To the majority of L.A. residents, LAX is, to be brutally honest, a hell on earth. Endless traffic, endless lines, endless noise… A curse on those friends who need a ride to the airport! But imagine, gentle reader, if instead of being the stuff of nightmares it was a dream come true, a portal to paradise rather than a gateway to hell.
Perhaps you’ve just stepped off an oh-so-long flight from London’s Heathrow. No matter the time of year, it was gray and raining when you left, but you step out into a warm, dry heat. You head for a hotel, already passing sights that are familiar from movies, and you are greeted with a smile. Maybe you head out for food, vast portions that also come with friendly service and a not-so-familiar suggestion that you “have a nice day.” Which you do. Especially since everyone keeps telling you how great your accent sounds.
It’s no wonder, then, that so many British musicians decide to move across the pond, just a fraction of the estimated 200,000 Brits living in LA, but still a comparatively large number when one considers the talent ratio. Some of the following names may be rather familiar…
Motörhead’s legendary leader first came to the US with his previous band, Hawkwind, in 1973 and moved to L.A. in 1990, a move that he later stated had saved the band’s career. Such was his love for the Rainbow Bar & Grill that he chose to live in a small West Hollywood apartment just a few blocks away from the place, and for the remainder of his life became part of the furniture, always at the end of the bar playing the games machine and talking to fans. When he became too ill to visit this home from home, the Rainbow’s owner Mikael Maglieri brought the games machine to his apartment, and Lemmy died playing it on December 28, 2015. The patio bar is now known as Lemmy’s Lounge and contains a statue of him.
Yup, that’s right, one of L.A.’s most iconic rockers is a Brit. Well, okay he’s a duel citizen, but he didn’t get U.S. citizenship until 1996, and was actually born in England, either in Hampstead, London (according to Wikipedia) or Stoke-On-Trent (according to pretty much everyone else). Either way, he’s definitely a Brit. “I do consider myself British,” he told the Telegraph newspaper. “I have very strong feelings about my British heritage. My first years were there, I went to school there, and I have seemingly endless family on that side of the pond. So I’ve always felt most comfortable in England.” He is now a board trustee of the Greater Los Angeles Zoo Association. It would be fair to say that’s he acclimatized rather well.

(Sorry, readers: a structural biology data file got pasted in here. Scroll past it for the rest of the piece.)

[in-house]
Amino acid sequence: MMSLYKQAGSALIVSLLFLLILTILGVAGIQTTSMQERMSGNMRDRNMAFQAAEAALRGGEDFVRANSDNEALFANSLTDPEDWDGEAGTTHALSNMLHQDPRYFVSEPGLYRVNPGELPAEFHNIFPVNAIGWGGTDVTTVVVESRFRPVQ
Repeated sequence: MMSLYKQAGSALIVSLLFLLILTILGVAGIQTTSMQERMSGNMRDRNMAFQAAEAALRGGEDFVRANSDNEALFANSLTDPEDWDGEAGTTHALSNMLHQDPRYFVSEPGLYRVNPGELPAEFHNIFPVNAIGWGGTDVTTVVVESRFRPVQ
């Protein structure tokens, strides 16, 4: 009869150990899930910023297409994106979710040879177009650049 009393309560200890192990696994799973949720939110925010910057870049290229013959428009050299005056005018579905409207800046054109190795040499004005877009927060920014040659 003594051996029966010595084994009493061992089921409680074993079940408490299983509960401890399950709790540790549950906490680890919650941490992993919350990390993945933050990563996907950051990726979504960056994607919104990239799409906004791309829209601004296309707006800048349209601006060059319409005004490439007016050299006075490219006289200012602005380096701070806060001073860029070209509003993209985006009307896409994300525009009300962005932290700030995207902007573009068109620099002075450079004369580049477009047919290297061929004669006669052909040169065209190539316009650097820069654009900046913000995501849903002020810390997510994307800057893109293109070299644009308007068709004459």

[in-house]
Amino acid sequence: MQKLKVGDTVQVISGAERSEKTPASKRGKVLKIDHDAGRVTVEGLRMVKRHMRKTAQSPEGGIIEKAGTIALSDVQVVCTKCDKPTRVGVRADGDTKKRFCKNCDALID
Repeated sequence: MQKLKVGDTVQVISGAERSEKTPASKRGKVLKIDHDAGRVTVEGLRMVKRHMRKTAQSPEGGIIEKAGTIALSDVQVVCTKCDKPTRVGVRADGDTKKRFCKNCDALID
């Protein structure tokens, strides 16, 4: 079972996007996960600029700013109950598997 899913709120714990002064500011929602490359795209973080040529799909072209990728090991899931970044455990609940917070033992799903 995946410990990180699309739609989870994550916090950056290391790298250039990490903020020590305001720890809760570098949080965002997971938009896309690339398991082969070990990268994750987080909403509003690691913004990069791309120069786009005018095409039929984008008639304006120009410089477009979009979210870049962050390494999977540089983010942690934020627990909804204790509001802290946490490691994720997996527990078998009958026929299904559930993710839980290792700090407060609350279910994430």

3. Elton John
Given that Sir Elton has homes in London, Atlanta, Venice, and Nice, we may be stretching this one a bit, but who doesn’t love Elton John? Indeed, the Rocket Man has quite a history in Los Angeles, including playing his first ever U.S. show at the Troubadour on August 25, 1970, and apparently losing his virginity here that same year. From 1975 to ’76 he was also part-owner of the Los Angeles Aztecs soccer team. Oh and he overdosed on cocaine here during “Elton Week” in 1975, but the less said about that the better, since he has now been sober for 29 years.
4. Billy Idol
Becoming a U.S. citizen in 2018, Idol first moved to Los Angeles in the late ’80s, having built a successful career after the demise of his early punk band Generation X. Fitting the L.A. rocker scene like a studded leather glove, he bought himself a Harley on which to cruise about, but, unfortunately, was involved in a serious accident in Hollywood in 1990, after he ran a stop sign and was hit by a car. By all accounts, the accident cost him a staring role in Oliver Stone’s movie The Doors, and the role of T-1000 in Terminator 2. Thankfully, Idol made a full recovery and, now in his 60’s, continues to rock.